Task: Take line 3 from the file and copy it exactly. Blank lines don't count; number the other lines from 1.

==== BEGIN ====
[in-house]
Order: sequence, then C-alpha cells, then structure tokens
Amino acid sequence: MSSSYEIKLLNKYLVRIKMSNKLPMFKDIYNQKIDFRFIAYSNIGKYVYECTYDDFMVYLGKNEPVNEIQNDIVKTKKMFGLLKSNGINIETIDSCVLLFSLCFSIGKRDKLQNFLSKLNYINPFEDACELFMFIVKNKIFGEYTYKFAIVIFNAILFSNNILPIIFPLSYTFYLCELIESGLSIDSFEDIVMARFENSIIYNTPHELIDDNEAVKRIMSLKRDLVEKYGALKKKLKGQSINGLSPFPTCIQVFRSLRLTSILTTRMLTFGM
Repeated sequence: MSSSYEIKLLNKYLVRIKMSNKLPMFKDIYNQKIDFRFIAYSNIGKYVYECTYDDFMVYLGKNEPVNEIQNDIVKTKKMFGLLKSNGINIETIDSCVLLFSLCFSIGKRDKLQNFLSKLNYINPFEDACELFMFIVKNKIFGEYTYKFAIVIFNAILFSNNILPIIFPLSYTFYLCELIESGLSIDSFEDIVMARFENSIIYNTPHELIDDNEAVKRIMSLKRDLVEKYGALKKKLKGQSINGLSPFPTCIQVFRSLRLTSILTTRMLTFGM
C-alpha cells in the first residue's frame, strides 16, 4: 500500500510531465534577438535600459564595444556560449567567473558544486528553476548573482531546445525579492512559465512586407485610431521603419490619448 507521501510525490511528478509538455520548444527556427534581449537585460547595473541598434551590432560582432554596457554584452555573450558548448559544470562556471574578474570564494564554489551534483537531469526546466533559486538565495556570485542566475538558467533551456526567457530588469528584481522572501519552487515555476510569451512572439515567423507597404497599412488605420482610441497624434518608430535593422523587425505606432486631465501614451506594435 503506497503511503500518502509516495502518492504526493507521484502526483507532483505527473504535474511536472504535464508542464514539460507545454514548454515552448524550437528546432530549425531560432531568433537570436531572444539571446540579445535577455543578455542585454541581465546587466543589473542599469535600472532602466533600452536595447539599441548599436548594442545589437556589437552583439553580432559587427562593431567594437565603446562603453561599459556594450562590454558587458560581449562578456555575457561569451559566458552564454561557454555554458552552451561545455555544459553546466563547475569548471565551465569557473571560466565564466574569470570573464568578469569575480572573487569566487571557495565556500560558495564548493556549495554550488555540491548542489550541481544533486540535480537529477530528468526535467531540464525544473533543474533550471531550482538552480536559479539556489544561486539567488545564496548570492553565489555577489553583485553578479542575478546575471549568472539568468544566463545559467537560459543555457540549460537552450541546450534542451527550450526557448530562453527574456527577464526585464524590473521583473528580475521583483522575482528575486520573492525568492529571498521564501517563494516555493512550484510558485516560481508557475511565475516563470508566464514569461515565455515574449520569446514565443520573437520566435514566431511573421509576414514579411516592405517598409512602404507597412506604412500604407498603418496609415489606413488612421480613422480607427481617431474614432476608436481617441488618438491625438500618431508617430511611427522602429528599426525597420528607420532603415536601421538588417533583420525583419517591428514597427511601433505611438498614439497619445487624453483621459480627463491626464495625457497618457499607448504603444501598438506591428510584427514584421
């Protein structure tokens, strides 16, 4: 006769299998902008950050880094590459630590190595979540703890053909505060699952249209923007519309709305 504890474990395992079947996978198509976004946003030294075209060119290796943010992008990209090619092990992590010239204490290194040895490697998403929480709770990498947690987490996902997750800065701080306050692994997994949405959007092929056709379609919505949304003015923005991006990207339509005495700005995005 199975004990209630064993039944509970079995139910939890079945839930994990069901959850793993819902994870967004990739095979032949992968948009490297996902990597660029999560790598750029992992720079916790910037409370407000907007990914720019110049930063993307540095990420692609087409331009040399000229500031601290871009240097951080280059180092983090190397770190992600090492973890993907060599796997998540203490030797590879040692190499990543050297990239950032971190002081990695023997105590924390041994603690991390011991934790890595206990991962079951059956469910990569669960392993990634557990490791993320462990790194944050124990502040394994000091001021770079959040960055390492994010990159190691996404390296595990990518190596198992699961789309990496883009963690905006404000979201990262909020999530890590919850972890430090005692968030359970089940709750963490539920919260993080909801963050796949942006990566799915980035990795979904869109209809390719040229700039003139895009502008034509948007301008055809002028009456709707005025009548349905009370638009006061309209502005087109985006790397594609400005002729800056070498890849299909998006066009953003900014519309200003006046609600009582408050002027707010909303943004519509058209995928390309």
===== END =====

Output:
Amino acid sequence: MSSSYEIKLLNKYLVRIKMSNKLPMFKDIYNQKIDFRFIAYSNIGKYVYECTYDDFMVYLGKNEPVNEIQNDIVKTKKMFGLLKSNGINIETIDSCVLLFSLCFSIGKRDKLQNFLSKLNYINPFEDACELFMFIVKNKIFGEYTYKFAIVIFNAILFSNNILPIIFPLSYTFYLCELIESGLSIDSFEDIVMARFENSIIYNTPHELIDDNEAVKRIMSLKRDLVEKYGALKKKLKGQSINGLSPFPTCIQVFRSLRLTSILTTRMLTFGM